An admitted shoe geek waxes philosophical about running, triathlon, and life in general.
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Wednesday, June 8, 2011

Another shoe search ensues...

Jason Robillard recently did a post on the Barefoot Running University railing against the common shoe fitting process in most running stores. In that, Jason talks of going to several different stores, and getting varied "diagnoses", all using the same tests.

My wife's issues with her running shoes, which were the final straw in pulling out of the Chicago Half Marathon last weekend, are a personal highlight in the same vein. I do feel that the store really did a dis-service this time. I stayed out of it, and wish I hadn't.

I won't mention the name of the store, but they used similar tests as what is described in Jason's post, done visually. What she ended up with was the Saucony ProGrid Omni, a motion control shoe (the first she's ever had) with a Superfeet insole. Her issues now? She feels like the shoes are forcing her to the outside of her feet, and she's getting blisters on the outer edge of her foot (midway up the 5th metatarsal).

I took the insoles out of the shoes, just to see where they're compressing... Sure enough, the ball of her foot compresses an area about 1/3 of the way across the forefoot area, and the head of the 5th metatarsal is leaned more than half-way off the outer edge. You can even see it in the shoe itself -- the upper in the forefoot is leaned way over toward the outside. I mentioned that she may need to go to a wide shoe, to which she responded that she doesn't have a wide foot. That may be true when measured on a Brannick device, but they may be functionally wide.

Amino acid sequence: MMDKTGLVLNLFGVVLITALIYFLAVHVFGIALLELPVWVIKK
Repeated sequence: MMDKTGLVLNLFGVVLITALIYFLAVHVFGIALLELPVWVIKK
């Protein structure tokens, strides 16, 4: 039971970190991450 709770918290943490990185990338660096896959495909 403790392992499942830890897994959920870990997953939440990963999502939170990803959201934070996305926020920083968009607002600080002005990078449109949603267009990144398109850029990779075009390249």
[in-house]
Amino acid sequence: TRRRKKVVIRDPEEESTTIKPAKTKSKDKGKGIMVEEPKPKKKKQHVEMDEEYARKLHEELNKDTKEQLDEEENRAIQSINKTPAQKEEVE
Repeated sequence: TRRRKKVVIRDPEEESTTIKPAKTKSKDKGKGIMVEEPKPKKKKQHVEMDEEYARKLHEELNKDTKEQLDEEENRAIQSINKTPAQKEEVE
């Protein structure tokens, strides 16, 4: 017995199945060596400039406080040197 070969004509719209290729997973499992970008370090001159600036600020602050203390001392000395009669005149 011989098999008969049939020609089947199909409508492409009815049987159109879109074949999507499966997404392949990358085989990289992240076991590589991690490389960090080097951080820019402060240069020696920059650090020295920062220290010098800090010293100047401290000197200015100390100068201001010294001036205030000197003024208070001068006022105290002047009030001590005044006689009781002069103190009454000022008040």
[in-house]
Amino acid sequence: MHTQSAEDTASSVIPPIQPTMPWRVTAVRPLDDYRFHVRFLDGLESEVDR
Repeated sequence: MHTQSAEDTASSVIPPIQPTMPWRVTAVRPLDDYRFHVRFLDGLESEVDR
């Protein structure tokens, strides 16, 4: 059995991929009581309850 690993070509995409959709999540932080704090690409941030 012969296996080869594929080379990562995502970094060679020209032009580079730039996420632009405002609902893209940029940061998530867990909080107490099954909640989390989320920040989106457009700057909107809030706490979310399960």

Why is this significant? Because the combination of a curved last shoe and the extra arch of the insole, plus the motion control, are forcing her foot to point outward relative to the forefoot of the shoe, and it's riding the edge of the shoe (and insole) because of it.

I remember back when I first started distance running in the late '70s, and the Nike Daybreak was my shoe of choice. The best feature of those shoes? A straight last. I've had a few others like that over the years, and they've always been the most comfortable. Problem is, they're hard to find. And I think that is why the Merrell Trail Glove and the Altra Instinct are the shoes I find most comfortable -- it's not so much the zero drop (which I like), but the straight last. The Altra's are often described as being triangular in shape. I think this may be the heart of the matter I had with the Saucony Kinvaras.

So we'll be on a hunt for running shoes for my wife. Again. She's not ready to go zero drop, so that could make finding a straight lasted shoe more difficult.

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